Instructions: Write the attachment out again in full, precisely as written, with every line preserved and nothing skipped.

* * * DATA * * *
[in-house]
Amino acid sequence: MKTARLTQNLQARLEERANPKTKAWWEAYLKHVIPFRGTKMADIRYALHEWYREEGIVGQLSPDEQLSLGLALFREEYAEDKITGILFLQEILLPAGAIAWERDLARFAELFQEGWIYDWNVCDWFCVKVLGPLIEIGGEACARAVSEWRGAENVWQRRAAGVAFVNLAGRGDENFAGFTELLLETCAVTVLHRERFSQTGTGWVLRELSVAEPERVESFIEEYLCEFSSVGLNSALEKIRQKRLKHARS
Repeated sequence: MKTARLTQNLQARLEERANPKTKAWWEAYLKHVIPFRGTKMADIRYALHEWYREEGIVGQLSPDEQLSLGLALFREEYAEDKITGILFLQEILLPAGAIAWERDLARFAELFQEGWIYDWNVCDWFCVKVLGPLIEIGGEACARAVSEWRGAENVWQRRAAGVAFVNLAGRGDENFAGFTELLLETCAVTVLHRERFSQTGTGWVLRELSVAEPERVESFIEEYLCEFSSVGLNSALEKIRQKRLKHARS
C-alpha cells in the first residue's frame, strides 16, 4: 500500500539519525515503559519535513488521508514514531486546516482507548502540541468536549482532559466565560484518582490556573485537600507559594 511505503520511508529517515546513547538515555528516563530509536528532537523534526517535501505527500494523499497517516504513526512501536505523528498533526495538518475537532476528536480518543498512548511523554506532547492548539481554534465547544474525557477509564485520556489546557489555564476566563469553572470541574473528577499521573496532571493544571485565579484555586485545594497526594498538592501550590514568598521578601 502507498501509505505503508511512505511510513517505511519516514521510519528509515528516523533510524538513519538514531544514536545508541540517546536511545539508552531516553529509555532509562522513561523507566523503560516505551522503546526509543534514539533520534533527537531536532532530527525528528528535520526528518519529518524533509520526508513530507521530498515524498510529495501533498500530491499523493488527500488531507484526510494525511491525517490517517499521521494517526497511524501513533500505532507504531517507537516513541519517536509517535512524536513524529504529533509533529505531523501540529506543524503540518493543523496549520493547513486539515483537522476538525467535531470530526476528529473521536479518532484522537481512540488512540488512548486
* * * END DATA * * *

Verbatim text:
[in-house]
Amino acid sequence: MKTARLTQNLQARLEERANPKTKAWWEAYLKHVIPFRGTKMADIRYALHEWYREEGIVGQLSPDEQLSLGLALFREEYAEDKITGILFLQEILLPAGAIAWERDLARFAELFQEGWIYDWNVCDWFCVKVLGPLIEIGGEACARAVSEWRGAENVWQRRAAGVAFVNLAGRGDENFAGFTELLLETCAVTVLHRERFSQTGTGWVLRELSVAEPERVESFIEEYLCEFSSVGLNSALEKIRQKRLKHARS
Repeated sequence: MKTARLTQNLQARLEERANPKTKAWWEAYLKHVIPFRGTKMADIRYALHEWYREEGIVGQLSPDEQLSLGLALFREEYAEDKITGILFLQEILLPAGAIAWERDLARFAELFQEGWIYDWNVCDWFCVKVLGPLIEIGGEACARAVSEWRGAENVWQRRAAGVAFVNLAGRGDENFAGFTELLLETCAVTVLHRERFSQTGTGWVLRELSVAEPERVESFIEEYLCEFSSVGLNSALEKIRQKRLKHARS
C-alpha cells in the first residue's frame, strides 16, 4: 500500500539519525515503559519535513488521508514514531486546516482507548502540541468536549482532559466565560484518582490556573485537600507559594 511505503520511508529517515546513547538515555528516563530509536528532537523534526517535501505527500494523499497517516504513526512501536505523528498533526495538518475537532476528536480518543498512548511523554506532547492548539481554534465547544474525557477509564485520556489546557489555564476566563469553572470541574473528577499521573496532571493544571485565579484555586485545594497526594498538592501550590514568598521578601 502507498501509505505503508511512505511510513517505511519516514521510519528509515528516523533510524538513519538514531544514536545508541540517546536511545539508552531516553529509555532509562522513561523507566523503560516505551522503546526509543534514539533520534533527537531536532532530527525528528528535520526528518519529518524533509520526508513530507521530498515524498510529495501533498500530491499523493488527500488531507484526510494525511491525517490517517499521521494517526497511524501513533500505532507504531517507537516513541519517536509517535512524536513524529504529533509533529505531523501540529506543524503540518493543523496549520493547513486539515483537522476538525467535531470530526476528529473521536479518532484522537481512540488512540488512548486